The Holy Grail of Aquarists
The Weedy Scorpionfish Rhinopias frondosa has been frequently described as the 'Holy Grail', Not just of aquarists, but of underwater photographers.
As with so many animals it has a variety of English names. These include the Goose Scorpionfish, the Rhino Scorpionfish and the Popeyed Scorpionfish. The Weedy Scorpionfish is the most common of the Rhinopias species in view of the fact that it has the widest range which stretches from East Africa as far as Japan. It is found in a variety of different colours and some specimens are truly beautiful. It has started to appear more often within the marine aquarium trade but is still quite rare and so commands quite large prices.
The Rhinopias frondosa is a very slow moving fish, in fact it doesn't move at all if it doesn't have to. Being well camouflaged as well it is quite difficult to spot in the wild.
It has been suggested by some that this should be one of the species fish which should not be kept in captivity. The reasons cited were its specialised diet and due to the fact that it is venomous.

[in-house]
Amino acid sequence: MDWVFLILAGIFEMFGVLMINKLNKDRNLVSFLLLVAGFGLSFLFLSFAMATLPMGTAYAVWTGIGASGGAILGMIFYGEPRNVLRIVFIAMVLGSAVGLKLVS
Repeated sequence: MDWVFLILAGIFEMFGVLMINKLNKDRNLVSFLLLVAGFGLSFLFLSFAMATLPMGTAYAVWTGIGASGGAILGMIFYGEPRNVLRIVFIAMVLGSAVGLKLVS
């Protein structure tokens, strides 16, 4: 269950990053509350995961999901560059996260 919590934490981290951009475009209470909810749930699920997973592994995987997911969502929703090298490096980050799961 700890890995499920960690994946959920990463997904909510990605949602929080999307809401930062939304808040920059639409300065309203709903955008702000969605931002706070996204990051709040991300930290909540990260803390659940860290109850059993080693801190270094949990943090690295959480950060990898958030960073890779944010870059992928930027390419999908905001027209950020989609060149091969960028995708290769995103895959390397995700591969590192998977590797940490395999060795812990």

It is however not a difficult species to keep and where it is kept, whether by hobbysist or specialised marine aquaria all efforts should be on research and learning to propgate and so reduce catching from the wild.
As far as I am aware the only aquarium to have any sort of success in breeding the species is the Steinhart Aquarium in the Californian Academy of Sciences who in 2010 had both fertile and infertile eggs. Some of these developed into larval fish but did not fully develop.
As to the venom of the spines. I personally know two people who were poisoned by the larger cousin of this species, the Lionfish, and both suffered intense pain. One of these I ran to hospital in my jeep some twenty minutes after just three dorsal barbs pierced the bottom of his hand. His hand was swollen to three times its normal size and was extremely discoloured. He was off work for some three weeks and took longer still to fully recover.
Weedy Scorpionfish amongst other sea creatures
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